Plaintiffs continue their misreading of the basis of defendant's decision in initially asserting that “ ‘evidences of money’ ” is an archaic term meaning a medium of exchange (such as a negotiable instrument) that represents the actual funds. They cite various musty treatises and decisions from other courts (as well as an opinion of the Attorney General and defendant's own regulations) to the end of arguing that a statement of an account's balance cannot be included in this term. This exercise in historical legal etymology (whatever interest it may possess) is beside the point, as the trial court has already noted, and we do not need to belabor the propriety of this proposition.
Seizing on the various factual findings that Global and the Colorado bank are entities independent of plaintiffs, and that plaintiffs do not directly receive the funds deposited in their customers' accounts, plaintiffs come to the gist of the present dispute. They first contend that the decision lacks a factual basis for its conclusion that they constructively received their customers' funds. They also assert that the statute does not expressly apply to a constructive receipt of funds. Finally, they assert that the inclusion of constructive receipt within the reach of the statute violated their right to due process because the statutory language does not give them sufficient notice that such conduct is proscribed.
The first point does not detain us long. The decision does not contain any “analytic gap.” Rather, it rests its conclusion of constructive receipt on the documents that the customers execute ceding control over their funds to Global (which in turn acts as plaintiffs' agent in directing the transfer of funds to them for their fees and to creditors in the settlement of the consumers' debts) without reserving any power to countermand the transfers.5
On their second point, plaintiffs do not present any authority precluding a court from engaging in the common equitable practice of using the handy adjective “constructive” in order to impute a legal effect to a set of circumstances that does not literally come within a rule. If plaintiffs indeed have managed to “receive” the money of their customers in all but name, then their conduct is precisely that which the statute has targeted. There would not be any reason to permit them to evade the statute's salutary requirement of subjecting their practices to defendant's licensing oversight for the protection of consumers. “The law respects form less than substance.” (Civ.Code, § 3528.) It is no different than deeming an employer-induced resignation to be a “constructive” discharge in order to prevent the employer from making an end run around discrimination laws. (Turner v. Anheuser-Busch, Inc. (1994) 7 Cal.4th 1238, 1244-1245, 32 Cal.Rptr.2d 223, 876 P.2d 1022.)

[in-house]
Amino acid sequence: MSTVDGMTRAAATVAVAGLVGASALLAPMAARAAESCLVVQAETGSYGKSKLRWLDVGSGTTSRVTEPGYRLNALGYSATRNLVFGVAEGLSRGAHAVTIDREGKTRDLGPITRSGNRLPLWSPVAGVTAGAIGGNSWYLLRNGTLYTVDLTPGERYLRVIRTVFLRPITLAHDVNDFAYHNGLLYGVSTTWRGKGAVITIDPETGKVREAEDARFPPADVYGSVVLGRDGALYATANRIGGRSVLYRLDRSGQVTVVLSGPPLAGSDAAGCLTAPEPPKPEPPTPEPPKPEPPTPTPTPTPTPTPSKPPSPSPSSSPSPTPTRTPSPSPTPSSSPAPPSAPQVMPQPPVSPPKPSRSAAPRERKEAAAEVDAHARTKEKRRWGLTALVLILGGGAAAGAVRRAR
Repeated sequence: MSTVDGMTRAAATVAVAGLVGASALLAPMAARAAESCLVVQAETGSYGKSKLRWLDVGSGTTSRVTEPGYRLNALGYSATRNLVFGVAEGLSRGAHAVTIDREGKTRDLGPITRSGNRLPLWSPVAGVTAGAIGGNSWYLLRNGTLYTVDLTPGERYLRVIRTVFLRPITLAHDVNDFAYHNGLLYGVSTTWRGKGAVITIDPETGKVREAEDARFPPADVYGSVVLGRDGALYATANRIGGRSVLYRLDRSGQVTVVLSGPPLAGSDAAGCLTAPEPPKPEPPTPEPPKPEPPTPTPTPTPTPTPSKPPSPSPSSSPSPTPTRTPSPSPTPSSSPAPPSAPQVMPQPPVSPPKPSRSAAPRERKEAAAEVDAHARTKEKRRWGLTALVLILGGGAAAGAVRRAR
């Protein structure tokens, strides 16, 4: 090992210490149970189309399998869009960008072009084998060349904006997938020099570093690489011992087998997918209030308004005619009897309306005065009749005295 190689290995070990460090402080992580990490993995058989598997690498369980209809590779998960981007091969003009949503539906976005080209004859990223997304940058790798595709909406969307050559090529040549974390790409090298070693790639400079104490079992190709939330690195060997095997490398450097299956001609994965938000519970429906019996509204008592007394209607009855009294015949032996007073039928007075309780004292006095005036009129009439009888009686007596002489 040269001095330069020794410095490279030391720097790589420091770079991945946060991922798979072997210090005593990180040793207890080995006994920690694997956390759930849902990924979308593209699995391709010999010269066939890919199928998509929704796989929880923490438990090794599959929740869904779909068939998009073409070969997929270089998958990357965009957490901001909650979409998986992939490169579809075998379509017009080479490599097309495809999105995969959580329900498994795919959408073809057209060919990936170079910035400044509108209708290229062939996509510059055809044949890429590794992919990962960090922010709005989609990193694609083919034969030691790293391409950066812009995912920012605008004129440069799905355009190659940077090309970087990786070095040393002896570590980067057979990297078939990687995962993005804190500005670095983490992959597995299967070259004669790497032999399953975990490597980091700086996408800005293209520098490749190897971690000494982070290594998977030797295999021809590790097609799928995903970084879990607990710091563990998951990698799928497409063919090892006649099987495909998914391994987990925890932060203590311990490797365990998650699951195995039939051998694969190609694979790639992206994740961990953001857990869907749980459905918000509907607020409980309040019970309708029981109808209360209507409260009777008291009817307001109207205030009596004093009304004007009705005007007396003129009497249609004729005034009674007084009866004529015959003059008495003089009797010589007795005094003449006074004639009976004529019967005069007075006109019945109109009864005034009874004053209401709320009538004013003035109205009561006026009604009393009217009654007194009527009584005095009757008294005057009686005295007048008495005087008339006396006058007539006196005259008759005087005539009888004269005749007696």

In light of this well-established legal principle, their complaint of a violation of “fundamental due process” must fail. It cannot be entirely unanticipated that exercising control, even through a third party, over funds to which a customer has only limited access, will result in imputation of possession of the funds. Therefore, the statute is not void for vagueness with respect to the actions it seeks to regulate (Personal Watercraft Coalition v. Marin County Bd. of Supervisors (2002) 100 Cal.App.4th 129, 138-139, 122 Cal.Rptr.2d 425), nor is there any obstacle to the customary retrospective application of decisional law (Peterson v. Superior Court (1982) 31 Cal.3d 147, 161, 181 Cal.Rptr. 784, 642 P.2d 1305; but see Camper v. Workers' Comp. Appeals Bd. (1992) 3 Cal.4th 679, 688-689, 12 Cal.Rptr.2d 101, 836 P.2d 888 [a departure from customary retroactive effect of statute's interpretation where unforeseen and would interfere with expectations in numerous cases), especially where plaintiffs were able presently to obtain a decision of defendant from 2004 (of which we take judicial notice pursuant to their motion) that indicated defendant has employed the concept of constructive receipt in its rulings: “․ Even if respondent thereafter transferred all client trust monies into accounts controlled by Acuity to which ․ respondent [does not] have [any] access, the ․ documents make it clear that respondent still retains control over both the negotiation of settlements and the disbursement of funds to pay them, and receives compensation for doing so. [¶] Acuity's role, by contrast, is that of a mere ‘scribe.’ It receives its instructions from respondent, and not from the clients for whom it is holding funds. It [does not have any] discretion to refuse respondent's directions, except if there are insufficient funds to issue a payment as instructed. Acuity simply serves as respondent's agent; respondent continues to constructively receive and disburse funds in violation of Financial Code section 12200].” (In re Positive Return, Inc. (Cal. Dept. Corps., Dec. 29, 2004, OAH No. N2004070225, pp. 8-9) [as of July 15, 2008].)
The motion for judicial notice is granted. The judgment is affirmed. Defendant is awarded its costs on appeal.
1. Hereafter, undesignated section references are to the Financial Code.
2. The decision concluded that “it was not competently demonstrated that Global has a nexus sufficient with the remaining respondents to impute culpability[,] or engaged in activity that constitutes prorati[ng],” but did not further elaborate on the exact relationship between plaintiffs and Global.
3. Plaintiffs nonetheless continued providing services to their existing customers because plaintiffs believed that the order “was completely wrong on its face.”
4. The copy in the appendix on appeal also apparently lacks the final eight pages of the document.
5. As the authorization forms themselves are not in the record, we must accept the decision's characterization of them. As a result, we do not express any opinion on whether a future form might be structured in such as way as to preclude a finding of constructive receipt.
DAVIS, Acting P.J.
We concur: MORRISON and ROBIE, JJ.